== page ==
Raw, unfinished, and messy: applying design thinking to the patient experience at the John Radcliffe Hospital
The CCC cohort took part in a new exercise during which they visited the John Radcliffe Hospital (known as the JR) in Oxford to investigate how they could recommend improvements to the patient experience in radiology and cancer diagnosis.
The day started with a coach ride from Egrove to the JR, where participants were decanted into the bright, spacious, newly refurbished main reception. They were then taken into what seemed to be the back offices of the hospital, through a network of progressively shabbier corridors until they were finally squeezed into a meeting room to meet members of the JR’s radiology team.
A complex system
As Radiology Operational Services Manager Toni MacKay gave her introductory presentation, the full nature of the challenge started to reveal itself. For a start, cancer diagnosis is not a self-contained process: it takes place within a complex system. Radiology at the JR, for example, has multiple physical sites and encompasses several different types of scan. It serves all specialisms within the hospital, with the exception of obstetrics. The number of scans is increasing, and the machines involved are ageing, leading to more downtime. There is also a shortage of staff at all levels. Any form of medical intervention involves bringing together many people with different types of expertise, with referrals from GP (General Practitioner – usually the first point of contact with the patient) to consultant and then to consultant radiologist, with the additional involvement of managers and technicians, and other clinical staff.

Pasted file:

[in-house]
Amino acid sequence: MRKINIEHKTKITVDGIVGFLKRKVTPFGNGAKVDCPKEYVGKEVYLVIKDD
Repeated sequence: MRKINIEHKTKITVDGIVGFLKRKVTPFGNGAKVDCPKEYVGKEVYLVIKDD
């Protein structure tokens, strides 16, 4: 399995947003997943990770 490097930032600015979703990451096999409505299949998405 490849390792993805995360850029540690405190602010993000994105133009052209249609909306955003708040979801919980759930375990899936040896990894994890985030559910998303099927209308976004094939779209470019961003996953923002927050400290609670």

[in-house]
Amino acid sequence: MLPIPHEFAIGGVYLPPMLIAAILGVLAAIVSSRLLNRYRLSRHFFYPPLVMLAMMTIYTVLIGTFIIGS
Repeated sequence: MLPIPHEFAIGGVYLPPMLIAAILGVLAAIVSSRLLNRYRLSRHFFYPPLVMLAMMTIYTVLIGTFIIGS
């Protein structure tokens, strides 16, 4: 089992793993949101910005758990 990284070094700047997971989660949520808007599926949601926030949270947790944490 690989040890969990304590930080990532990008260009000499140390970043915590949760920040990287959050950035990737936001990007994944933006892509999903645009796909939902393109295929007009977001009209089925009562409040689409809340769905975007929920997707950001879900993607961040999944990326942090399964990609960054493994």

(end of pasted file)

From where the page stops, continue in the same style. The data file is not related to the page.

Some of the early questions from the CCC participants may have seemed rather obvious to the hospital team: Why are the machines offline so much? Is that over-use or just age? Are the scans triaged? Why can scanning and reporting not be done together? What can you do to build in some additional ‘slack’ to respond to high demand? They also threw something of a sensitive spanner into the works as it gradually became clear that at least one of the participants had experience of the wrong – i.e. the patient – side of a cancer investigation. The questions became more emotionally charged and almost accusatory: ‘So patients are living under a death sentence for 59 days until there is a confirmed diagnosis?’ asked one participant.
Emotional impact on patients and staff
However, as participants worked with hospital staff to map out the key phases of the process from first referral by the GP to diagnosis, they began to uncover even more complexity and understand why it might take so long. And that was when they were told that the Government had imposed a seemingly arbitrary target of being able to give the patient a yes or no diagnosis within 28 days. (‘Is that based on research?’ asked Marc Thompson, hopefully; ‘No, as far as we know it’s just a figure that someone plucked out of the air,’ replied a member of the hospital staff.) To add insult to injury, they learned that the Trust (the NHS organisation that runs the hospital) would be penalised financially whenever the 28-day target was missed for any patient: they would receive no funding for any further treatment – although, of course, this would not stop them providing it.